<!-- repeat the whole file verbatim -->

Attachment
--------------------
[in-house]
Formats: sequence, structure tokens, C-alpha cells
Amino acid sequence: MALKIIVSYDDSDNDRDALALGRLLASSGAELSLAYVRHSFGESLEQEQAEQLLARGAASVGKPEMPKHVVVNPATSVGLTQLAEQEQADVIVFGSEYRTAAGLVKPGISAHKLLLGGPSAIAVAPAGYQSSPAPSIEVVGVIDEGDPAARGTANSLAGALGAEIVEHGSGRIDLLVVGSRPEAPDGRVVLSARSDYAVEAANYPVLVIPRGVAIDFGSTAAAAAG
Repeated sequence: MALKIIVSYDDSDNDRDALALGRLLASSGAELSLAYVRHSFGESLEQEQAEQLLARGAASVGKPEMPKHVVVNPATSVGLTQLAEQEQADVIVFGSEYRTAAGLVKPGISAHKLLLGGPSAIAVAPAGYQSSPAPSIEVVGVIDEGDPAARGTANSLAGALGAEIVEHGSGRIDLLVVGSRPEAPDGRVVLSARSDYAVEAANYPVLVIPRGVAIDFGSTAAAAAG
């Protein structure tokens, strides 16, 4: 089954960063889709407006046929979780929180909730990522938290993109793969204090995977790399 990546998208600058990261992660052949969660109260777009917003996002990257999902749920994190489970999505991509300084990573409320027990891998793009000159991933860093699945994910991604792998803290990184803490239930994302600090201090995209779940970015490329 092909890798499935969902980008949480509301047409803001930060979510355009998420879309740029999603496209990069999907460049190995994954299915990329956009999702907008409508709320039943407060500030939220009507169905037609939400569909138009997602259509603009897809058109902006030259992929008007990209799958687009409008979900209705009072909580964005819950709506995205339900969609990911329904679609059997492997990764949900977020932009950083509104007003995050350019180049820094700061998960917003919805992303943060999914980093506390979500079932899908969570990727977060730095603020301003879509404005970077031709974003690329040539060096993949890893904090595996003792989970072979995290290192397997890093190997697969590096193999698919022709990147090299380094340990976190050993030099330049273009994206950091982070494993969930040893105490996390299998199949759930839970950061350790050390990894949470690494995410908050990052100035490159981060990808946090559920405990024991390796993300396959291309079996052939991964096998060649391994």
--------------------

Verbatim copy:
[in-house]
Formats: sequence, structure tokens, C-alpha cells
Amino acid sequence: MALKIIVSYDDSDNDRDALALGRLLASSGAELSLAYVRHSFGESLEQEQAEQLLARGAASVGKPEMPKHVVVNPATSVGLTQLAEQEQADVIVFGSEYRTAAGLVKPGISAHKLLLGGPSAIAVAPAGYQSSPAPSIEVVGVIDEGDPAARGTANSLAGALGAEIVEHGSGRIDLLVVGSRPEAPDGRVVLSARSDYAVEAANYPVLVIPRGVAIDFGSTAAAAAG
Repeated sequence: MALKIIVSYDDSDNDRDALALGRLLASSGAELSLAYVRHSFGESLEQEQAEQLLARGAASVGKPEMPKHVVVNPATSVGLTQLAEQEQADVIVFGSEYRTAAGLVKPGISAHKLLLGGPSAIAVAPAGYQSSPAPSIEVVGVIDEGDPAARGTANSLAGALGAEIVEHGSGRIDLLVVGSRPEAPDGRVVLSARSDYAVEAANYPVLVIPRGVAIDFGSTAAAAAG
């Protein structure tokens, strides 16, 4: 089954960063889709407006046929979780929180909730990522938290993109793969204090995977790399 990546998208600058990261992660052949969660109260777009917003996002990257999902749920994190489970999505991509300084990573409320027990891998793009000159991933860093699945994910991604792998803290990184803490239930994302600090201090995209779940970015490329 092909890798499935969902980008949480509301047409803001930060979510355009998420879309740029999603496209990069999907460049190995994954299915990329956009999702907008409508709320039943407060500030939220009507169905037609939400569909138009997602259509603009897809058109902006030259992929008007990209799958687009409008979900209705009072909580964005819950709506995205339900969609990911329904679609059997492997990764949900977020932009950083509104007003995050350019180049820094700061998960917003919805992303943060999914980093506390979500079932899908969570990727977060730095603020301003879509404005970077031709974003690329040539060096993949890893904090595996003792989970072979995290290192397997890093190997697969590096193999698919022709990147090299380094340990976190050993030099330049273009994206950091982070494993969930040893105490996390299998199949759930839970950061350790050390990894949470690494995410908050990052100035490159981060990808946090559920405990024991390796993300396959291309079996052939991964096998060649391994």